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A History of the Necronomicon Part 1: H.P. Lovecraft

That is not dead which can eternal lie,

And with strange aeons even death may die.

For many years there has been a raging controversy regarding the most forbidden of all eldritch tomes, the Necronomicon, or Al Azif, by the mad Arab Abdul Alhazred. Is it really one of the most dangerous books ever written, or is it a big in-joke amongst a bunch of early 20th Century horror authors?

This is the first in a series attempting to provide all relevant evidence so you may decide for yourself whether or not the tome ever existed. I will try my best to present all sides in an unbiased, unopinionated manner.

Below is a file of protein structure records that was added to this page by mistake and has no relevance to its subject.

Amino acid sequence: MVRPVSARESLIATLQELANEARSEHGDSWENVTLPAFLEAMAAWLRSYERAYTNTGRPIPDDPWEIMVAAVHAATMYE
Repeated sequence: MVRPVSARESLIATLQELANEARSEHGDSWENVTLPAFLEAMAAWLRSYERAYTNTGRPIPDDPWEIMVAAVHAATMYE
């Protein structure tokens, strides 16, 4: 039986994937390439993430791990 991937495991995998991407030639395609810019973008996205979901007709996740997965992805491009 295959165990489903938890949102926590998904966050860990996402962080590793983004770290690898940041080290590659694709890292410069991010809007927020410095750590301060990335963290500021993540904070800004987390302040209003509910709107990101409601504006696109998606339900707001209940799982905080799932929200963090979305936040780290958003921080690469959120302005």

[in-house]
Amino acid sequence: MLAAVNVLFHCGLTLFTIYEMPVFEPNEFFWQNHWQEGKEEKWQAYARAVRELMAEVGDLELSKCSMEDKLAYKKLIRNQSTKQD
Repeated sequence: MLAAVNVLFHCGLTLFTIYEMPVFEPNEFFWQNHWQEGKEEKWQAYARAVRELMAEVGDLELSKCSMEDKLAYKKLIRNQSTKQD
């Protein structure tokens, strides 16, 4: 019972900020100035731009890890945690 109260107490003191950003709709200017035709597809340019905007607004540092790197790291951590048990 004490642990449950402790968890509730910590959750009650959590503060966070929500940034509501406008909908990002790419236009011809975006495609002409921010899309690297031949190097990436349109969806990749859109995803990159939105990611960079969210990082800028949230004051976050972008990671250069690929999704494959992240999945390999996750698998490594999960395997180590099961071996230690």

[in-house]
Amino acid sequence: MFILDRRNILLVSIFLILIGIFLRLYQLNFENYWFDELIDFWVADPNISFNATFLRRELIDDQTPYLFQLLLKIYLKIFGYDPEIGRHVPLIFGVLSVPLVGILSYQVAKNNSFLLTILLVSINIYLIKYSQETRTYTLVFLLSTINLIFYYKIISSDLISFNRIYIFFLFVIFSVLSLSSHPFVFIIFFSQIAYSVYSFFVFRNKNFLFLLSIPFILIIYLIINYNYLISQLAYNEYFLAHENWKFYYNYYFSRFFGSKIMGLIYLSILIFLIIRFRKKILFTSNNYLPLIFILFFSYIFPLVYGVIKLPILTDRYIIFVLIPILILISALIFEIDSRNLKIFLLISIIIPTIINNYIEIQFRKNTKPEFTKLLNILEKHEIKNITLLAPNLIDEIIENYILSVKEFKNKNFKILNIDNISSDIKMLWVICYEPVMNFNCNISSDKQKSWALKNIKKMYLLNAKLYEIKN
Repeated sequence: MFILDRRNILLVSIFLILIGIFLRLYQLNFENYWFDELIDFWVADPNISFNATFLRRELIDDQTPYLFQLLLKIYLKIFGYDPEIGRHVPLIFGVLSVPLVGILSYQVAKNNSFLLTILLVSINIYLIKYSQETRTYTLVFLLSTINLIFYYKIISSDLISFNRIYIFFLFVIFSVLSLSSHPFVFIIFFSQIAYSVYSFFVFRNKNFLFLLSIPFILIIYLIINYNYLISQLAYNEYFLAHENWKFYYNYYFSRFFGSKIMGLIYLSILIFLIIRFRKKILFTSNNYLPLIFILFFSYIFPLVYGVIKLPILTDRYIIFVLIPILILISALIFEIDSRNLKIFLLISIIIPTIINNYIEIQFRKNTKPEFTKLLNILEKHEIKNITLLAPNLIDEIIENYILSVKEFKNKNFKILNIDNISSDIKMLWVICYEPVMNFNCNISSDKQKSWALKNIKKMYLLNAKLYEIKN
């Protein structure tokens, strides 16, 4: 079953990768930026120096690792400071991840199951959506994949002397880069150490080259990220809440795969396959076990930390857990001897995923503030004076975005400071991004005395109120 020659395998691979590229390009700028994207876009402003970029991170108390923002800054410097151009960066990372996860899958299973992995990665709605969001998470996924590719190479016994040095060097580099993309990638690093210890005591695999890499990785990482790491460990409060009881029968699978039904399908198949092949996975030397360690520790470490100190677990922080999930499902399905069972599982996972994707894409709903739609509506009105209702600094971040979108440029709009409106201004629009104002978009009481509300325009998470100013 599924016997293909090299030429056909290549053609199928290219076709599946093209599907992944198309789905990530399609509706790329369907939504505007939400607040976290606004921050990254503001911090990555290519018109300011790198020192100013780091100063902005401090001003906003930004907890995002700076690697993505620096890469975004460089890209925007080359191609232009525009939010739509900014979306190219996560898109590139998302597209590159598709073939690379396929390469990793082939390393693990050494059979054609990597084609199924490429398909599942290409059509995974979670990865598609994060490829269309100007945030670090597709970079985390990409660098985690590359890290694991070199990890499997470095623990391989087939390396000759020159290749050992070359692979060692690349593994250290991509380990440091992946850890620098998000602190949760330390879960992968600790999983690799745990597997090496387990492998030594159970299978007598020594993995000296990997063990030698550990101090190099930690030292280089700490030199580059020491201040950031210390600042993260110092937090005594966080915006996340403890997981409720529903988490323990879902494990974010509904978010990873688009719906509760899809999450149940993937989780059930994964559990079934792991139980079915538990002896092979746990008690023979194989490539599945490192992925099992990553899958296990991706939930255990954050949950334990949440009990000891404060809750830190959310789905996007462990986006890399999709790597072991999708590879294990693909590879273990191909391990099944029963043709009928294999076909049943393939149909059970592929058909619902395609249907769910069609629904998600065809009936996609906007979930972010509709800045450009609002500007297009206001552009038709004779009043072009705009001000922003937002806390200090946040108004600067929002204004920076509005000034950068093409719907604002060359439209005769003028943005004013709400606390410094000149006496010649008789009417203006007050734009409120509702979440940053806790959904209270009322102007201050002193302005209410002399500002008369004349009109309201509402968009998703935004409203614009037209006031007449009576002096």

The most famous of all references to this infamous tome feature prominently in the writings (both fiction and letters) of Howard Philips Lovecraft. Contained herein are quotes from the stories and letters of Lovecraft describing the Necronomicon, and his History of the Necronomicon. Make of it what you will...

HPL's History of the Necronomicon

HPL's handwritten "History of the Necronomicon" page 1

HPL's handwritten "History of the Necronomicon" page 2

From a letter to Clark Ashton Smith dated November 7, 1927 (Selected Letters pg 307)

"I have drawn up some data on the celebrated & unmentionable Necronomicon of the mad Arab Abdul Alhazred!"

Original title Al Azif - azif being the word used by the Arabs to designate that nocturnal sound (made by insects) suppos'd to be the howling of daemons.